You Were Never Really Here

DRAMA; 1hr 29min

STARRING: Joaquin Phoenix, Judith Roberts, Ekaterina Samsonov

Emotional rescue: Phoenix and Samsonov

Joe (Phoenix) is a hooded figure who prowls by night in darkness within and without. He’s psychologically and physically scarred from childhood abuse and combat service, a nudging-menacing lone wolf who takes paradoxically gentle care of his scrappy, frail mother (Roberts) in their Queens home.


Joe’s current life’s mission is the rescue and retrieval of sex-trafficked girls who are invariably lost in many more ways than one; work that weighs as heavily as the harrowing personal memories he’s powerless against. His stamping ground is the sinkhole of New York’s meaner streets, where the violence to which he is inured is a casual currency, and missteps, such as the one that catches up with him during the removal of a politician’s young daughter (Samsonov) from a paedophiles’ den, are fatalities waiting to happen. Suddenly—and shockingly, writer-director Lynne Ramsay (We Need to Talk About Kevin) being no puller of punches—everyone around Joe is a target, not least of all himself.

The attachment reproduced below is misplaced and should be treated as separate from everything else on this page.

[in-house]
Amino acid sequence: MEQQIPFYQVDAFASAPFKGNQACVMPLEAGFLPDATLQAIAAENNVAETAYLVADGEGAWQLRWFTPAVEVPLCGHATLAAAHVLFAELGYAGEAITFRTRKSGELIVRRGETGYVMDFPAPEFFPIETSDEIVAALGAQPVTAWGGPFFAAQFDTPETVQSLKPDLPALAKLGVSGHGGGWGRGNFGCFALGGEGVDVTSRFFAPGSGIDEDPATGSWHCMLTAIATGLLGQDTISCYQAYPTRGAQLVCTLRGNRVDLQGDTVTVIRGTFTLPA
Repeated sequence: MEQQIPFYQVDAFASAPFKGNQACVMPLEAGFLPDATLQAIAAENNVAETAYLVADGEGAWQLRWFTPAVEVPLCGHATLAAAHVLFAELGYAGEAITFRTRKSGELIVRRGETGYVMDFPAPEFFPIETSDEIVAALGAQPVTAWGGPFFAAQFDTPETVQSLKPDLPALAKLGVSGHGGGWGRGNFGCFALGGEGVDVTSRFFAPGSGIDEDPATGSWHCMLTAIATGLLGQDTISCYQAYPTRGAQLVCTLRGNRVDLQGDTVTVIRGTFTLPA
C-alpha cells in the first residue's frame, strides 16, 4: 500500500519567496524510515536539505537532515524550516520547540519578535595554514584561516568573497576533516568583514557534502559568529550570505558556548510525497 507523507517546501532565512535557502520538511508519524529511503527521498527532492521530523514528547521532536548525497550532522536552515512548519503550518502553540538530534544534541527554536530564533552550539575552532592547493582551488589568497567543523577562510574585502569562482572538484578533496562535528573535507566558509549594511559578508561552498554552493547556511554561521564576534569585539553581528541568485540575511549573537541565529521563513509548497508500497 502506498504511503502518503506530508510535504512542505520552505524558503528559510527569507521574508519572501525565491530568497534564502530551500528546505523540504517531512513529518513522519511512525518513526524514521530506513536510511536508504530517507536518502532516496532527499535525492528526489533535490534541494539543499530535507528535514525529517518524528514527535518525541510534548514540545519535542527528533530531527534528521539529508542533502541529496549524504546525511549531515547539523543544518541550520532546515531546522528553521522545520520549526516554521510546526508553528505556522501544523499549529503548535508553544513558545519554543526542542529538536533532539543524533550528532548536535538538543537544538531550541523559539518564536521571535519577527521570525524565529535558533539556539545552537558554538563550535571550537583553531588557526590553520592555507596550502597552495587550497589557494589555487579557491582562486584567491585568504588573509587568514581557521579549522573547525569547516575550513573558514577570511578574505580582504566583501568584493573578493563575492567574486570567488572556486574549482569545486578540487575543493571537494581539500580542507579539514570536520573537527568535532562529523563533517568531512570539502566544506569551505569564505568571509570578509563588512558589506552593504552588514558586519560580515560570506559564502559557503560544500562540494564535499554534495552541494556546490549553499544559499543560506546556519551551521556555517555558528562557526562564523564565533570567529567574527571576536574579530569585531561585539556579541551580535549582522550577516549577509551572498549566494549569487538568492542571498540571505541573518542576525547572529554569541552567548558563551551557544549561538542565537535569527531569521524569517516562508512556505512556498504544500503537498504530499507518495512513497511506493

With its hard-line focus, spare dialogue and a banging soundtrack from Radiohead’s Jonny Greenwood, Ramsay’s adaptation of Jonathan Ames’s 2013 novel needles deep into the sticky fabric of entrapping pain. Phoenix once again gives his tortured, inspired all, searing Joe’s torment into permanence. The history of violence that defines Joe is duly sickening. But the shadowland of his psyche is inescapable—and isn’t that anyone’s hell on Earth?